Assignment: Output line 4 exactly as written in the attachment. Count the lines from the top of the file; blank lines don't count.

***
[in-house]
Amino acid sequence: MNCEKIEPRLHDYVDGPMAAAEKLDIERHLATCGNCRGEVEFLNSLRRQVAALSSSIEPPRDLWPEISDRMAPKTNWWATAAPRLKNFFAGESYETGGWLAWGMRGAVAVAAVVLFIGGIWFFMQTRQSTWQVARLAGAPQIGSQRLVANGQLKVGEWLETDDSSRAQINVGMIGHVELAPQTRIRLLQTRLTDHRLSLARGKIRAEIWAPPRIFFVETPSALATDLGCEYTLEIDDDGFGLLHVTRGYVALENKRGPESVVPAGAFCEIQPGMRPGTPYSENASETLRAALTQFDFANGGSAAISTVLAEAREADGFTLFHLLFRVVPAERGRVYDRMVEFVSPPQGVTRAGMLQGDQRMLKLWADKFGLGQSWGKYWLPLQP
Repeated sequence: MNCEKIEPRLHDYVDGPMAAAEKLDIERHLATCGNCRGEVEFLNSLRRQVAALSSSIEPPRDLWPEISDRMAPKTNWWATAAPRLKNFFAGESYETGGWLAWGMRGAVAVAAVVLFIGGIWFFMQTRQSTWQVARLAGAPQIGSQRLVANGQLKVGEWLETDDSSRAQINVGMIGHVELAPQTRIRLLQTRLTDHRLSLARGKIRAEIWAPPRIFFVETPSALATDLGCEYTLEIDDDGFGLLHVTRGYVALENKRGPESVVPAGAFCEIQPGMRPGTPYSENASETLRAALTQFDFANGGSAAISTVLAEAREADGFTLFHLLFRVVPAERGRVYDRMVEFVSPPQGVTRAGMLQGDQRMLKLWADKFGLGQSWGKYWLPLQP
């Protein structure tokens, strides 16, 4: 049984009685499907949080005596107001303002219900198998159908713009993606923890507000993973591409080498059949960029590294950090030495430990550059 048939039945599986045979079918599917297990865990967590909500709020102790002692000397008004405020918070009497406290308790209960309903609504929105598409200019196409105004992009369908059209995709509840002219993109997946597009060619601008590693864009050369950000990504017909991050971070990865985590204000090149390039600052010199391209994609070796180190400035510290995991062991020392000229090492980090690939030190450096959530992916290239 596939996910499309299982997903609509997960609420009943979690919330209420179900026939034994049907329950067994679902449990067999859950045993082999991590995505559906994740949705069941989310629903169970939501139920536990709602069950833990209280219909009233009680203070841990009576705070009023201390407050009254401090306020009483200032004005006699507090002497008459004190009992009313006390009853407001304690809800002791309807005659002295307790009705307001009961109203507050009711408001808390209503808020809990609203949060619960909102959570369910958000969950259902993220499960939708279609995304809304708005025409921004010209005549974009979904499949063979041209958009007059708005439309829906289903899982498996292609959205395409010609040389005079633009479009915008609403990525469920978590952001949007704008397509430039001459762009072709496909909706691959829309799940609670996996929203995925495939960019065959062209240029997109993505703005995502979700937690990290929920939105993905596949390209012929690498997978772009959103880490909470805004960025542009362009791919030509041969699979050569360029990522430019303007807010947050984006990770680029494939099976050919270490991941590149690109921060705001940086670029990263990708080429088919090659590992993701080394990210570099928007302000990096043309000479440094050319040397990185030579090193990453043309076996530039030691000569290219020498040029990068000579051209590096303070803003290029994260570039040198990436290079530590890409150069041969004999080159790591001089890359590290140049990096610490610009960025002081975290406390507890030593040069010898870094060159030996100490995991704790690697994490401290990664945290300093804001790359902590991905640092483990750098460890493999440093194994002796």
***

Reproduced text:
């Protein structure tokens, strides 16, 4: 049984009685499907949080005596107001303002219900198998159908713009993606923890507000993973591409080498059949960029590294950090030495430990550059 048939039945599986045979079918599917297990865990967590909500709020102790002692000397008004405020918070009497406290308790209960309903609504929105598409200019196409105004992009369908059209995709509840002219993109997946597009060619601008590693864009050369950000990504017909991050971070990865985590204000090149390039600052010199391209994609070796180190400035510290995991062991020392000229090492980090690939030190450096959530992916290239 596939996910499309299982997903609509997960609420009943979690919330209420179900026939034994049907329950067994679902449990067999859950045993082999991590995505559906994740949705069941989310629903169970939501139920536990709602069950833990209280219909009233009680203070841990009576705070009023201390407050009254401090306020009483200032004005006699507090002497008459004190009992009313006390009853407001304690809800002791309807005659002295307790009705307001009961109203507050009711408001808390209503808020809990609203949060619960909102959570369910958000969950259902993220499960939708279609995304809304708005025409921004010209005549974009979904499949063979041209958009007059708005439309829906289903899982498996292609959205395409010609040389005079633009479009915008609403990525469920978590952001949007704008397509430039001459762009072709496909909706691959829309799940609670996996929203995925495939960019065959062209240029997109993505703005995502979700937690990290929920939105993905596949390209012929690498997978772009959103880490909470805004960025542009362009791919030509041969699979050569360029990522430019303007807010947050984006990770680029494939099976050919270490991941590149690109921060705001940086670029990263990708080429088919090659590992993701080394990210570099928007302000990096043309000479440094050319040397990185030579090193990453043309076996530039030691000569290219020498040029990068000579051209590096303070803003290029994260570039040198990436290079530590890409150069041969004999080159790591001089890359590290140049990096610490610009960025002081975290406390507890030593040069010898870094060159030996100490995991704790690697994490401290990664945290300093804001790359902590991905640092483990750098460890493999440093194994002796």